It might sound obvious but the hardest thing about writing any kind of novel is actually “writing” it. Coming up with the idea isn’t as difficult as it might sound, ideas have a way of presenting themselves to the author and then it’s a question of evolution. What’s much more challenging is to comprehend then apply the creative process.
Sound complicated? It helps if you’ve had the benefit of some mentoring in the early stages of your career. I was fortunate enough to have had just that, so I thought I’d share some of my experience with you.
The finished novel that is THE LONG COUNT featuring old school Texas Ranger John Quarrie, didn’t start out as that but a whole other story altogether, one that was based on real events. It was set in Wyoming not Texas and took place ten years later than THE LONG COUNT , in 1977.
I tried to get that book published but to no avail. The narrative, largely because I’d stuck so closely to the real events, didn’t quite have the consistency of drama it needed. What the publishers did like, however, was this old school lawman called John Quarrie. He wasn’t a Texas Ranger then he was a local sheriff. He was 46 years old not 36 and he was far from the finished article. He did, however, fit the mould for the character I’d been looking to create after twenty years in the business.
Prior to Faber & Faber taking THE LONG COUNT, I’d written three hard boiled crime novels featuring a London cop called Vanner. I’d written four big picture thrillers about an undercover FBI agent called Harrison, and I’d also written five other novels under a pseudonym which featured a whole array of characters. Looking back over those twenty years I can see how those who came before have morphed into the John Quarrie of THE LONG COUNT.
Twenty years to create the right character, that’s a hell of a long time I hear you say. Well, you’re right, it is, but that’s been my experience. I doubt it’s like that for everyone. Every novelist’s journey is personal and specific and some find their true voice right from the off. That’s not how it’s been for me. My voice has come about through travel, experience and age. To share that with you would take an eternity, better I try and pass on some of the principles I apply to the actual writing process itself, so you’ll understand a little better how this book came into being.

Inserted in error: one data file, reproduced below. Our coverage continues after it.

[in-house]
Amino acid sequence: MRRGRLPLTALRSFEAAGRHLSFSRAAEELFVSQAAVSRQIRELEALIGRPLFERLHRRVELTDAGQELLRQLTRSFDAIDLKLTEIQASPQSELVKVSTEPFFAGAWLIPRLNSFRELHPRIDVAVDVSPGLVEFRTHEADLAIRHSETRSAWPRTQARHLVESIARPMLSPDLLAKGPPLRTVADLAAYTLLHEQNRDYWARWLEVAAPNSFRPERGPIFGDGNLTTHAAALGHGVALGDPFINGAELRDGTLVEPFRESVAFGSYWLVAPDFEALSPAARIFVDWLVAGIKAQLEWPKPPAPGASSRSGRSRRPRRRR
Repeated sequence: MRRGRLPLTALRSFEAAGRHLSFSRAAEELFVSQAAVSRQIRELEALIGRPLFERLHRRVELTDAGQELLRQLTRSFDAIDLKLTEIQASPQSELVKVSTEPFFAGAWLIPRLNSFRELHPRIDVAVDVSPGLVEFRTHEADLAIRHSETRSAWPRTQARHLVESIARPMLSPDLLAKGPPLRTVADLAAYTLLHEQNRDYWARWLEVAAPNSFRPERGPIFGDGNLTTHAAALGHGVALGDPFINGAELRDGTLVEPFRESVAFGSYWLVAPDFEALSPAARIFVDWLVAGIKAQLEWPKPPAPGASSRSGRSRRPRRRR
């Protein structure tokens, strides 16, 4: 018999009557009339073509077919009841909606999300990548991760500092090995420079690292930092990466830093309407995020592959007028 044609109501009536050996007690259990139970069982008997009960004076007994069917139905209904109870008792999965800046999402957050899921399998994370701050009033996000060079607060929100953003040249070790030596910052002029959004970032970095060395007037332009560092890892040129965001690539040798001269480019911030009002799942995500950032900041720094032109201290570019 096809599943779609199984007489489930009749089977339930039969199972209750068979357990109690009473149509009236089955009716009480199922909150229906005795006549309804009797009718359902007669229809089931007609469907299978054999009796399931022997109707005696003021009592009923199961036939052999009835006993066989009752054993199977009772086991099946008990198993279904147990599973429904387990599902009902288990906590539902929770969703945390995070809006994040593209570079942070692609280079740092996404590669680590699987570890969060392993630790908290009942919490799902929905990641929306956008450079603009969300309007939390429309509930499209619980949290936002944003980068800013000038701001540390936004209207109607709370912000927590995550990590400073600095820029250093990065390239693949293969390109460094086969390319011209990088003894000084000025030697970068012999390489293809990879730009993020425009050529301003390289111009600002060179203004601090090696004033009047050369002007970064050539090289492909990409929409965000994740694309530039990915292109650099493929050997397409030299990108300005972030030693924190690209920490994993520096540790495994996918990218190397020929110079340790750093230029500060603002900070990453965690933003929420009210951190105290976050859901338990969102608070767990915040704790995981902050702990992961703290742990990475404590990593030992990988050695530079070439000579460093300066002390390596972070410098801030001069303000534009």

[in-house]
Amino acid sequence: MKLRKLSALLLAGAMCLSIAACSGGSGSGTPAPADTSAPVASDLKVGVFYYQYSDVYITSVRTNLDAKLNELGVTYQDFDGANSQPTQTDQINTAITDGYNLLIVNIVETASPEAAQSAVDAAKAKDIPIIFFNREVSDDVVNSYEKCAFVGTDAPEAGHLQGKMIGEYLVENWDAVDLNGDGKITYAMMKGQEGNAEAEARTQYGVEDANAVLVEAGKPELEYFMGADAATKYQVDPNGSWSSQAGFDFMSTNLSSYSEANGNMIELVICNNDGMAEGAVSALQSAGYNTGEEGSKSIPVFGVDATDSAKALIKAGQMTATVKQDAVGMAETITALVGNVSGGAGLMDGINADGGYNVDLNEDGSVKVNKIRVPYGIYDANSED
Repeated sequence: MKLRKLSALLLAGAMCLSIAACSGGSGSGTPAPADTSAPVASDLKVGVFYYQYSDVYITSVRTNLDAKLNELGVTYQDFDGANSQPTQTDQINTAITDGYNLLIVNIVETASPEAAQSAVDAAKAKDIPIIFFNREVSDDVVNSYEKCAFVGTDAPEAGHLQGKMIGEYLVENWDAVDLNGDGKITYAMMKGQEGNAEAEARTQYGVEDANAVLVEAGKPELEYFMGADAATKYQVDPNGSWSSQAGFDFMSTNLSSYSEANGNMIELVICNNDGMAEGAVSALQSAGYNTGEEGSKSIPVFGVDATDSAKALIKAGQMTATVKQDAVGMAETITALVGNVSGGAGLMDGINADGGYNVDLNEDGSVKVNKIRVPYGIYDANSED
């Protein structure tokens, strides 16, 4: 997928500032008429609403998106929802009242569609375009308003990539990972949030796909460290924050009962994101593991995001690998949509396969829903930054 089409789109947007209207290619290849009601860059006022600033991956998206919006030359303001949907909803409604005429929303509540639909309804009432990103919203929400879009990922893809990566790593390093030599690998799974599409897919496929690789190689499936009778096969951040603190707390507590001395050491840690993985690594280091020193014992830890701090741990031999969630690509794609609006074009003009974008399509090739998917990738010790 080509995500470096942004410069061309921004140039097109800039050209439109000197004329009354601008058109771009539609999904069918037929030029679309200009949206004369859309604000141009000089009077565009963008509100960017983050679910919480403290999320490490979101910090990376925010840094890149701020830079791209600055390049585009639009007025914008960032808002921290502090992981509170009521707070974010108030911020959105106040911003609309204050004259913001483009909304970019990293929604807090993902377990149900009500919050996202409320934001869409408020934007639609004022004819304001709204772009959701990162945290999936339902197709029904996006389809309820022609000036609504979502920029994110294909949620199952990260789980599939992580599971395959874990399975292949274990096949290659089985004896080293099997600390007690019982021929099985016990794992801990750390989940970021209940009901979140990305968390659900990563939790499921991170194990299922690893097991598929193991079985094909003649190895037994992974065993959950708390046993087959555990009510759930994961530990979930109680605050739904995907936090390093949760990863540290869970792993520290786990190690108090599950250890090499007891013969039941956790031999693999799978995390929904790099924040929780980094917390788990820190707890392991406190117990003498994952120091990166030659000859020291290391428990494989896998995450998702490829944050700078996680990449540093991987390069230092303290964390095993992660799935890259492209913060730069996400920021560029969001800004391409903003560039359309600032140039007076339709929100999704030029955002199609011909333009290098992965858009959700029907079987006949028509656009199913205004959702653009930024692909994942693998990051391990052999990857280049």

All right then we’ve established that the hardest part of writing the novel is writing the novel. The plan you start out with is a moveable feast. It’s flexible, subject to change. There has to be a plan, and for me that’s a set of unequivocal guidelines I employ every time a fresh idea sparks into a full blown story.
Not all ideas become a full blown story. I’ve written countless pages down the years only to put them aside. I’ve written countless storylines and put those aside too, in favour of something else that occurred to me as I was working. Ernest Hemingway suggested that all writers need a built in s*** detector, both in terms of the story itself and the manner of the writing. It’s a vital tool and the best writers are their own worst critics.
In terms of the plan, I believe there are four specific maxims that, if applied, allow one’s work to take shape in a way that will ultimately be most satisfying to the reader. I learned these principles from a playwright called WG Stanton. He taught me the art of “re-write” and it’s only in re-writing your work that it ever gets finished. The principles Mr Stanton employed were simple yet profound and one can spot them in other people’s work.
Some years ago I watched a superb TV drama called “The Princes in the Tower”. It was good because it was so well written and I could see specific techniques employed by the writer. As I was watching I realised I could see WG Stanton’s influence and when the credits rolled, I discovered the writer was Tina Pepler, one of Stanton’s most accomplished students.